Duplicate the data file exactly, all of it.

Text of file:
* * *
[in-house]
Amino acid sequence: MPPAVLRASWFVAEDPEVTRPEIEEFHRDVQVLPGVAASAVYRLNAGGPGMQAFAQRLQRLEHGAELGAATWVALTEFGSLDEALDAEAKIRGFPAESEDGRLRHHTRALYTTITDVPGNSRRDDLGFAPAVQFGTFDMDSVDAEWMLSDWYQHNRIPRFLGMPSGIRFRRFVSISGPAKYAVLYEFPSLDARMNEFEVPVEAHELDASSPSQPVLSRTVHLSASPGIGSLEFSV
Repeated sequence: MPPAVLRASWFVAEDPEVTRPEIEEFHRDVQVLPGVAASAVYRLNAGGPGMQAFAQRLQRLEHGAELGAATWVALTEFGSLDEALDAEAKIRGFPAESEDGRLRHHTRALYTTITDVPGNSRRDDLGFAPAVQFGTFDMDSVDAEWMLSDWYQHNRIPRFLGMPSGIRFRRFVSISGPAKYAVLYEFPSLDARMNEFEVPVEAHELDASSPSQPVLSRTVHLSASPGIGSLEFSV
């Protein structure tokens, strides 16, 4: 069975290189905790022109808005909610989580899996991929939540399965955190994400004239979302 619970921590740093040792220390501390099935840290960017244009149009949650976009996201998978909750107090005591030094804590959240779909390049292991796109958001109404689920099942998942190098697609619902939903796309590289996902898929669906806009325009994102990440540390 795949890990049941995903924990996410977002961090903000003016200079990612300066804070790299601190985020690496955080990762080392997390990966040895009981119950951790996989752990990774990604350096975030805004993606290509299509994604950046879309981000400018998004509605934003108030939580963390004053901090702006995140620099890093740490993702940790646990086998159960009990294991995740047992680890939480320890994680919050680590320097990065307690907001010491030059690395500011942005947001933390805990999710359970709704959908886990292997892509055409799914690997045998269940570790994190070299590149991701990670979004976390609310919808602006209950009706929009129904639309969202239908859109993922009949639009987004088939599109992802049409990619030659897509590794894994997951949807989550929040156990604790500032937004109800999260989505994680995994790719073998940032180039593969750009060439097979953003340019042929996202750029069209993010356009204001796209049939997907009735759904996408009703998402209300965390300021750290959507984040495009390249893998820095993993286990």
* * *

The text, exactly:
[in-house]
Amino acid sequence: MPPAVLRASWFVAEDPEVTRPEIEEFHRDVQVLPGVAASAVYRLNAGGPGMQAFAQRLQRLEHGAELGAATWVALTEFGSLDEALDAEAKIRGFPAESEDGRLRHHTRALYTTITDVPGNSRRDDLGFAPAVQFGTFDMDSVDAEWMLSDWYQHNRIPRFLGMPSGIRFRRFVSISGPAKYAVLYEFPSLDARMNEFEVPVEAHELDASSPSQPVLSRTVHLSASPGIGSLEFSV
Repeated sequence: MPPAVLRASWFVAEDPEVTRPEIEEFHRDVQVLPGVAASAVYRLNAGGPGMQAFAQRLQRLEHGAELGAATWVALTEFGSLDEALDAEAKIRGFPAESEDGRLRHHTRALYTTITDVPGNSRRDDLGFAPAVQFGTFDMDSVDAEWMLSDWYQHNRIPRFLGMPSGIRFRRFVSISGPAKYAVLYEFPSLDARMNEFEVPVEAHELDASSPSQPVLSRTVHLSASPGIGSLEFSV
């Protein structure tokens, strides 16, 4: 069975290189905790022109808005909610989580899996991929939540399965955190994400004239979302 619970921590740093040792220390501390099935840290960017244009149009949650976009996201998978909750107090005591030094804590959240779909390049292991796109958001109404689920099942998942190098697609619902939903796309590289996902898929669906806009325009994102990440540390 795949890990049941995903924990996410977002961090903000003016200079990612300066804070790299601190985020690496955080990762080392997390990966040895009981119950951790996989752990990774990604350096975030805004993606290509299509994604950046879309981000400018998004509605934003108030939580963390004053901090702006995140620099890093740490993702940790646990086998159960009990294991995740047992680890939480320890994680919050680590320097990065307690907001010491030059690395500011942005947001933390805990999710359970709704959908886990292997892509055409799914690997045998269940570790994190070299590149991701990670979004976390609310919808602006209950009706929009129904639309969202239908859109993922009949639009987004088939599109992802049409990619030659897509590794894994997951949807989550929040156990604790500032937004109800999260989505994680995994790719073998940032180039593969750009060439097979953003340019042929996202750029069209993010356009204001796209049939997907009735759904996408009703998402209300965390300021750290959507984040495009390249893998820095993993286990």